Students Opt for Entrepreneurial Path

Access to low-cost inventory makes business ownership more viable than job market.

by staff writer
- Oct 21, 2010

Low-cost foreign suppliers are making it possible for people with limited cash—including many college students—to start their own businesses.

In a growing trend across college campuses, students are taking just a few thousand dollars they've saved and investing in well-priced goods found on sites like and AliExpress, according to news reports. This not only gives these young entrepreneurs a way to have a business, it also makes their businesses international, as many of the suppliers they deal with are located overseas.

"If you start a company tomorrow, you can be global your first day," says Dane Stangler, a manager at the Kauffman Foundation, a nonprofit organization that encourages entrepreneurship.

College students are also demanding more businesses classes, further showing young America's renewed entrepreneurial spirit. At USC's Marshall School of Business, enrollment in classes that show students how to start their own businesses has reportedly increased by 30 percent in three years. Northwestern University has added six entrepreneurship classes for undergrads since 2007 because of the increased demand, and many other campuses are doing the same. Technology is also helping spur business development by bridging geological gaps through resources like Skype and live chat that allow entrepreneurs on this side of the world to talk and negotiate prices with sellers located abroad.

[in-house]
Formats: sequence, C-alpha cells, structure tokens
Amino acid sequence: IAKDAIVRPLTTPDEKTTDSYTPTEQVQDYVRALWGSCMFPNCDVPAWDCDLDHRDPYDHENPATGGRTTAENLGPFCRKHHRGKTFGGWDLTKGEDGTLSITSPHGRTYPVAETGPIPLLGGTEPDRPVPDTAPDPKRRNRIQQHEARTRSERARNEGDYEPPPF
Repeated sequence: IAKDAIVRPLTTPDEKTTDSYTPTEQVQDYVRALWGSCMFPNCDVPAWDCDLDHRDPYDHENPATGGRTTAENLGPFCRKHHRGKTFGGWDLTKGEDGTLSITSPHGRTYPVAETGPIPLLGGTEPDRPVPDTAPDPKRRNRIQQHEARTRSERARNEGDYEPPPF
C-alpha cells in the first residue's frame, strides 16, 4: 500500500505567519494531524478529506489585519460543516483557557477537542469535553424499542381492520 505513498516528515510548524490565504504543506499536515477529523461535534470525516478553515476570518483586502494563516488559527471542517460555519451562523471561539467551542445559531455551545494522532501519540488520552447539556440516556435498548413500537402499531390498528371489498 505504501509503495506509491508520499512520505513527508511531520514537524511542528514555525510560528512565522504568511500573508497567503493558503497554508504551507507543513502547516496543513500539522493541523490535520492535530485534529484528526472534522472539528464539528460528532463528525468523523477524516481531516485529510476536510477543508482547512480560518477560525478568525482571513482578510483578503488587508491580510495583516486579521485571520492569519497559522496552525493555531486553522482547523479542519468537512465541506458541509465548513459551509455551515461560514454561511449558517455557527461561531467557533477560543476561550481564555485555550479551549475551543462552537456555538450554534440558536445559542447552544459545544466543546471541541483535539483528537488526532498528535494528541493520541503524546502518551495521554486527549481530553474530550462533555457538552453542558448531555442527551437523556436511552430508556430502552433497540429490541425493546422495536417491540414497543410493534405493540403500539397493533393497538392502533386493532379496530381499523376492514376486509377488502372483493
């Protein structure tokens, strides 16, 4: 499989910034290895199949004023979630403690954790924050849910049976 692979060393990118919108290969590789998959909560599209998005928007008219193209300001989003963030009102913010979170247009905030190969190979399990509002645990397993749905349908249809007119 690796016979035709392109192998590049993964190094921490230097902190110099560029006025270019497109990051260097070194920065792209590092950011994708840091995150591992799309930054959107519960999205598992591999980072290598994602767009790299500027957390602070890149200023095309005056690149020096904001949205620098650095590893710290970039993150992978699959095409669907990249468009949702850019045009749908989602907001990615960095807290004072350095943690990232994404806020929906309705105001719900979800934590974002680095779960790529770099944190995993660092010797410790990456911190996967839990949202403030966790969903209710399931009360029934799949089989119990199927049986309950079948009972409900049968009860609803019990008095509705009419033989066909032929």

The increasing movement toward self-employment is likely the result of the country's current economic state and the lack of employment opportunities, officials say. While in the past, students waited until after college to begin their own businesses, or expected to join a company after school, the lackluster job market is making them think outside the box—and look for other ways to make money. And as more students try sites like Alibaba and AliExpress, many are finding success and sharing tips with their peers.

"The enthusiasm for entrepreneurship is at an all-time high," says William Aulet, managing director of MIT's Entrepreneurship Center. "The rock stars here are the entrepreneurs. It's not the people who go to Wall Street."

About the Author

Auctiva staff writers constantly monitor trends and best practices of those selling on eBay and elsewhere online. They attend relevant training seminars and trade shows and regularly discuss the market with PowerSellers and other market experts.

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